Cook-Voyage collection goes on display at the Pitt Rivers Museum

Cook voyage collection, on displat at the Pitt Rivers Museum

Art and artefacts collected on the famous Pacific voyages of Captain James Cook have gone on display in a new permanent exhibition at the Pitt Rivers Museum, thanks to generous support from the Clothworkers' Foundation, the DCMS Wolfson Museums and Galleries Improvement Fund, and the Friends of the Museum.

The new display illustrates the remarkable cultural productions of Pacific Islander societies at the time of first contact with European voyagers. It comprises over 200 artefacts collected during Cook's journeys (1768-1771 and 1772-1775), including one of the few surviving examples of a Tahitian mourner's dress, a unique barkcloth quilt from Rapa Nui, and Maori cloaks, belts and ornaments from New Zealand.

The exhibition has been made possible thanks to generous support from the Clothworkers' Foundation, following the awarding of a Conservation Fellowship to Jeremy Uden, Deputy Head of Conservation at the Pitt Rivers. The Fellowship has enabled Mr. Uden to study the artefacts held at the museum, and investigate the plant materials, resins and construction techniques used during their creation.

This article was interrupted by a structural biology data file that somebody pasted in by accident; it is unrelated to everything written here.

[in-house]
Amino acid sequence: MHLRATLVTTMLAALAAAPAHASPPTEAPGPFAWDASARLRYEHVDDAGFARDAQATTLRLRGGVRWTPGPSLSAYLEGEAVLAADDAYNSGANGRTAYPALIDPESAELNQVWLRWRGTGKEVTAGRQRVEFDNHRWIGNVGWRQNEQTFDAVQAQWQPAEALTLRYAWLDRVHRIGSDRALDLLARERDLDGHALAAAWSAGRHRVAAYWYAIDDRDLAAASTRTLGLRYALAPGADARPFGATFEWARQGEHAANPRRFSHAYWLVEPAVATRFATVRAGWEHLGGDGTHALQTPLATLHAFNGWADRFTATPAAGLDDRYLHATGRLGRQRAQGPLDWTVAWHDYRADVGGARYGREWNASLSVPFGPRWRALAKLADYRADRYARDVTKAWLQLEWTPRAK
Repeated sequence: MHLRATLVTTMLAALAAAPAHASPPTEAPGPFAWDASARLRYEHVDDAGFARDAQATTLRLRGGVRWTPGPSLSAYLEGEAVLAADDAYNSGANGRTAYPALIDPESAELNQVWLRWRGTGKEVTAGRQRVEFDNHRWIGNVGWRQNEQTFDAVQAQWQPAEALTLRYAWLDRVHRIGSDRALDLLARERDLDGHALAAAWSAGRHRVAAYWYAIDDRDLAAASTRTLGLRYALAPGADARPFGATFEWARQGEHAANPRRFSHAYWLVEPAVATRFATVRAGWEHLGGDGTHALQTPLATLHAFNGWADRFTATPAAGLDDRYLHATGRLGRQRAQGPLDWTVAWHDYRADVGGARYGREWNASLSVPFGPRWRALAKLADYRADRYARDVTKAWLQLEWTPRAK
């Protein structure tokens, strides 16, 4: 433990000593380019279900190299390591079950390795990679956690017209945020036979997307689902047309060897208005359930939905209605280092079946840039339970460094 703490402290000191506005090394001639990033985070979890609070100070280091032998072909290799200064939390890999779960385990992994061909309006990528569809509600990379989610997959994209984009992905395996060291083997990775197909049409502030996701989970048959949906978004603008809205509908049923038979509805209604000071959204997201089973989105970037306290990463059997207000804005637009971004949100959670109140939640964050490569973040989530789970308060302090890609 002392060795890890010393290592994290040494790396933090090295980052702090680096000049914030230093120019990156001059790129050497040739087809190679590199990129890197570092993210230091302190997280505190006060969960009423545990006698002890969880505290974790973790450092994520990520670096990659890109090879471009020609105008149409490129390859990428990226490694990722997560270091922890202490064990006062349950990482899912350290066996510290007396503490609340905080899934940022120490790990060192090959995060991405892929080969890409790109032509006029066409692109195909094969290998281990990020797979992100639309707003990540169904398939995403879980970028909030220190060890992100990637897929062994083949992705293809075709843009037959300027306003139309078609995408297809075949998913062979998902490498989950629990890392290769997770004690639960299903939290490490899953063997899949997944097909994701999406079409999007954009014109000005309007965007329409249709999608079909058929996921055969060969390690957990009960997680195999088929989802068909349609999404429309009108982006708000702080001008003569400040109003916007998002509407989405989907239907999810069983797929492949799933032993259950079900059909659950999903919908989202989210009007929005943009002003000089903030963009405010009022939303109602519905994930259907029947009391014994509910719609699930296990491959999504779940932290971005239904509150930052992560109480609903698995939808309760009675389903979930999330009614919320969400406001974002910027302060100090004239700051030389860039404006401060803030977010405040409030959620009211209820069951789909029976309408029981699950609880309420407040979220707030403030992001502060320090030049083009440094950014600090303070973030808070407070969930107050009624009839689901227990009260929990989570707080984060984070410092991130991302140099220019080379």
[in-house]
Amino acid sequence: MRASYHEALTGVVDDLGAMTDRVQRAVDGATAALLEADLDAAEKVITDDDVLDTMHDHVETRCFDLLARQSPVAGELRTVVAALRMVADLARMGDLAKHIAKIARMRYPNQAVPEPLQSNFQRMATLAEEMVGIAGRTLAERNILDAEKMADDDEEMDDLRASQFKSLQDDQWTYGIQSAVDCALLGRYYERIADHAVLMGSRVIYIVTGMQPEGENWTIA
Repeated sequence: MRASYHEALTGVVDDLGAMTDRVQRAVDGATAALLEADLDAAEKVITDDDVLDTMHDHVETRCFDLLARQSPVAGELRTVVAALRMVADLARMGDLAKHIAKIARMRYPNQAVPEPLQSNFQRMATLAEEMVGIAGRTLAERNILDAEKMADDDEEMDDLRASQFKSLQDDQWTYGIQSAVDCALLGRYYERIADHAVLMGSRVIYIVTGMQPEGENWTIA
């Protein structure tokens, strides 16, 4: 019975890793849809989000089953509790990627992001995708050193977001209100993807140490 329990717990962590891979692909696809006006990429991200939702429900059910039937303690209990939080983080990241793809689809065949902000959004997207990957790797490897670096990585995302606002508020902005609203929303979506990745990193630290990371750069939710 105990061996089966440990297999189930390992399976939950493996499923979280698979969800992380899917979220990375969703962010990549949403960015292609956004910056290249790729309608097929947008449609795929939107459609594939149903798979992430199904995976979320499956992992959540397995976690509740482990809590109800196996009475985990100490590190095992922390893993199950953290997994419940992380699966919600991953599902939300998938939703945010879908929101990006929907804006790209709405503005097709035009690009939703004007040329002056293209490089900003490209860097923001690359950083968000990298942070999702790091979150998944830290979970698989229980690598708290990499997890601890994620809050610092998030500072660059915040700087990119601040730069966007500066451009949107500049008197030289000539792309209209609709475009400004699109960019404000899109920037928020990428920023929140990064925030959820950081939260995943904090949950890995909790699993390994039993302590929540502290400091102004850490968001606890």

Further support from the DCMS Wolfson Museums and Galleries Improvement Fund, and from the Friends of the Museum, has enabled the purchase of the custom-made case in which the collection is now displayed.

An event was held at the museum on Thursday 21 April to celebrate the redisplay of the Cook-Voyage collection, which draws on more than twenty years of research by museum staff and builds on collaborations with academics, artists, curators, scholars and students from around the world.

Special guest Sir David Attenborough remarked that Cook's voyages catalogued the 'whole of mankind's interest in the environment', and that the specimens collected served as a 'benchmark of human activities in the early 18th century.'

The evening also included a speech by Dr Laura Van Broekhoven, Director of the Pitt Rivers Museum, in which she paid tribute to the excellent work of Mr. Uden and his colleague Jeremy Coote, Joint Head of Collections, in conserving and researching the collection.

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